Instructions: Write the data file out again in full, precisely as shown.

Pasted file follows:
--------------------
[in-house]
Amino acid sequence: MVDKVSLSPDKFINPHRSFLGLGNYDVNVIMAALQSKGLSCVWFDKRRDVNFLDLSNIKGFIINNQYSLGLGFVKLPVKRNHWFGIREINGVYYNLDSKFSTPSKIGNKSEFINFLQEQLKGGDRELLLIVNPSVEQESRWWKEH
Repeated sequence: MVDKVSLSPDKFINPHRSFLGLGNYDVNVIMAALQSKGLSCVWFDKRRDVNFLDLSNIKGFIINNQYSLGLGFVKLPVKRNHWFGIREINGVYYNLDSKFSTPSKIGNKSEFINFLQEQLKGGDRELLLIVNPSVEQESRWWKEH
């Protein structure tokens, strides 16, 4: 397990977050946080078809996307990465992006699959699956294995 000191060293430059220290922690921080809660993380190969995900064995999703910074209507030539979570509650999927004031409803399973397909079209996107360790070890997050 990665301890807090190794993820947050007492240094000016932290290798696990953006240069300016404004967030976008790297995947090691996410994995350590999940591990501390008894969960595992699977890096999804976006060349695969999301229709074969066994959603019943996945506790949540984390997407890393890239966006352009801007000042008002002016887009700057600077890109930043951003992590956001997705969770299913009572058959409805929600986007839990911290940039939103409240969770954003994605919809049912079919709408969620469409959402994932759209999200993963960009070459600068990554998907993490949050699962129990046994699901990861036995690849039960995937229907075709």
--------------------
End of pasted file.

[in-house]
Amino acid sequence: MVDKVSLSPDKFINPHRSFLGLGNYDVNVIMAALQSKGLSCVWFDKRRDVNFLDLSNIKGFIINNQYSLGLGFVKLPVKRNHWFGIREINGVYYNLDSKFSTPSKIGNKSEFINFLQEQLKGGDRELLLIVNPSVEQESRWWKEH
Repeated sequence: MVDKVSLSPDKFINPHRSFLGLGNYDVNVIMAALQSKGLSCVWFDKRRDVNFLDLSNIKGFIINNQYSLGLGFVKLPVKRNHWFGIREINGVYYNLDSKFSTPSKIGNKSEFINFLQEQLKGGDRELLLIVNPSVEQESRWWKEH
């Protein structure tokens, strides 16, 4: 397990977050946080078809996307990465992006699959699956294995 000191060293430059220290922690921080809660993380190969995900064995999703910074209507030539979570509650999927004031409803399973397909079209996107360790070890997050 990665301890807090190794993820947050007492240094000016932290290798696990953006240069300016404004967030976008790297995947090691996410994995350590999940591990501390008894969960595992699977890096999804976006060349695969999301229709074969066994959603019943996945506790949540984390997407890393890239966006352009801007000042008002002016887009700057600077890109930043951003992590956001997705969770299913009572058959409805929600986007839990911290940039939103409240969770954003994605919809049912079919709408969620469409959402994932759209999200993963960009070459600068990554998907993490949050699962129990046994699901990861036995690849039960995937229907075709």